"The 7th of August we landed out in Nebraska. And the stock market, what was that? The first week in October. And I remember people talking. You know that was all people talked about. I couldn't understand a word they said, and a lot of the time I thought they were talking about me… And I say, 'Heavens, what made me think I was worth talking about?' But I thought everybody was talking about me. I felt so embarrassed. But I think it was all this, you know, everybody lost their money. It was – My parents were so thrilled they had bought the farm before. So, they took their money and they had paid $10,000 on the farm, half of what the farm cost. It cost them $20,00. And I thought, well, now wait a minute. [Laughs.] By the time we moved on the farm, it wasn't worth what we still owed on it. So, it looked to me like they lost their money, but I didn't say anything. Because it actually wasn't worth what we, by the time we moved on the farm, the early 30s, everything went down. You know, you could buy 80 acres for $3,000."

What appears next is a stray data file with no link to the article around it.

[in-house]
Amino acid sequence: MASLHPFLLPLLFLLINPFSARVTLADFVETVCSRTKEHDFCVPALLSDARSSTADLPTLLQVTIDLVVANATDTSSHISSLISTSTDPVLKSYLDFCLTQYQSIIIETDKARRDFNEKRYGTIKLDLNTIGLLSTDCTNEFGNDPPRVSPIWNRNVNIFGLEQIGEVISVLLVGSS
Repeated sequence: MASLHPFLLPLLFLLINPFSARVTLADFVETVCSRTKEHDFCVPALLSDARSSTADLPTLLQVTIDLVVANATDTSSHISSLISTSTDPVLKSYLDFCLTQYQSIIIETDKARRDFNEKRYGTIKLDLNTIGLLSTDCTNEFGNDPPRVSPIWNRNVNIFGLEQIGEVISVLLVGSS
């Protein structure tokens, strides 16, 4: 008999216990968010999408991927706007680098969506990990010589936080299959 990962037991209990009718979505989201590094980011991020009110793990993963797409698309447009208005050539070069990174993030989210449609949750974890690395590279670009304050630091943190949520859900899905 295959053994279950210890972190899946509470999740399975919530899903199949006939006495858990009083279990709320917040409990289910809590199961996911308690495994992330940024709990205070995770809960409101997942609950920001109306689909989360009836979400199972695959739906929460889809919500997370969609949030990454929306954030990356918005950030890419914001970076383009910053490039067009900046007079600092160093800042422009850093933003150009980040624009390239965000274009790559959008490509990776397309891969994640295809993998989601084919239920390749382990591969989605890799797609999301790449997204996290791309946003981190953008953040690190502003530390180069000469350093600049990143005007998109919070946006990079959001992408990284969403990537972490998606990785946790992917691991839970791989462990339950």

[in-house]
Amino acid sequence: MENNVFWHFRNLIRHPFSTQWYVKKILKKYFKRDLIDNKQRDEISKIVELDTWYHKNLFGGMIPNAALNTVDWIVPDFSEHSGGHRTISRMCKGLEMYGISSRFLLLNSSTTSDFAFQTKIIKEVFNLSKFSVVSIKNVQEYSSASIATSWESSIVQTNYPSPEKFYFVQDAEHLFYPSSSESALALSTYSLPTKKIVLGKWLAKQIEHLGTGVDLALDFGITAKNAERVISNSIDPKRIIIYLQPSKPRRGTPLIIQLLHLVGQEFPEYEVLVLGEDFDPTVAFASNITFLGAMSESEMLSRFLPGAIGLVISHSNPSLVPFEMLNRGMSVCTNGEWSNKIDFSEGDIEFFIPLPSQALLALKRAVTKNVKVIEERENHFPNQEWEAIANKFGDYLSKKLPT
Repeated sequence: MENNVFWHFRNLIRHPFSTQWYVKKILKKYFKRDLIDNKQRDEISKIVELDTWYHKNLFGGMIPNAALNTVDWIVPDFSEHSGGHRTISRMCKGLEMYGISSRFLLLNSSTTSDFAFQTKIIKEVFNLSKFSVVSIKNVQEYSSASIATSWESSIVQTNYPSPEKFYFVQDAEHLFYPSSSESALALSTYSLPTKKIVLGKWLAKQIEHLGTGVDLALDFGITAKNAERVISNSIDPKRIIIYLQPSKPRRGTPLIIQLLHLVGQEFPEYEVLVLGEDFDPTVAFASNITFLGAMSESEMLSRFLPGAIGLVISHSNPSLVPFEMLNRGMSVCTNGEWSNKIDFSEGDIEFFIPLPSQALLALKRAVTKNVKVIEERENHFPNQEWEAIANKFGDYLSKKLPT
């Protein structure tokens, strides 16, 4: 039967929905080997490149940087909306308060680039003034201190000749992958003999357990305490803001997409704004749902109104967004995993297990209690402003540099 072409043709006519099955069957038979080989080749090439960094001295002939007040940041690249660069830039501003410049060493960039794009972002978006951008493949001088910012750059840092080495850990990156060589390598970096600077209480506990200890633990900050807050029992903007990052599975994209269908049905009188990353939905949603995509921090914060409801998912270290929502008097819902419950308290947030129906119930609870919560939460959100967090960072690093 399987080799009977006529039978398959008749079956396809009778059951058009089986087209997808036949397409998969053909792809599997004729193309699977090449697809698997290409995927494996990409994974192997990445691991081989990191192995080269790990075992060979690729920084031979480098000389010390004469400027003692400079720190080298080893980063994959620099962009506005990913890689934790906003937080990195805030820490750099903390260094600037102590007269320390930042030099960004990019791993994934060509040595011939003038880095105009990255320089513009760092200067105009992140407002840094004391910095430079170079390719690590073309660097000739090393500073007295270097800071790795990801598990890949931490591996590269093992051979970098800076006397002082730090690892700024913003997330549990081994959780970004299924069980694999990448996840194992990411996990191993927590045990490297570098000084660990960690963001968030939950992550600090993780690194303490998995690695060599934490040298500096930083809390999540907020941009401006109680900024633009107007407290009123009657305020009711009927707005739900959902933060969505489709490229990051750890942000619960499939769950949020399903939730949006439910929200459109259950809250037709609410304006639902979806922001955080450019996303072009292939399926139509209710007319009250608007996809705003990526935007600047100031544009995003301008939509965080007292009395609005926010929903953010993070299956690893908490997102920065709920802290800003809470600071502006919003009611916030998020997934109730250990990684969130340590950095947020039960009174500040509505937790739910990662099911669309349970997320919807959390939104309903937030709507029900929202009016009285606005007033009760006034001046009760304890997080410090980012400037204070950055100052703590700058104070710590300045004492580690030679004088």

Carla Due on Stock Market Crash


Other Excerpts from Carla Due's Interview:

Buzzed by Low-Flying Bombers
Barn Dances in the 1940s
Banks Closing
Local Politics
The Eggs & Cream Economy
The World Economy
Surviving the Tornado
The Radio
Diversity of Churches
Immigrating to Nebraska
Learning English
Carla's Trip to Nebraska
Plowing with Horses & Mules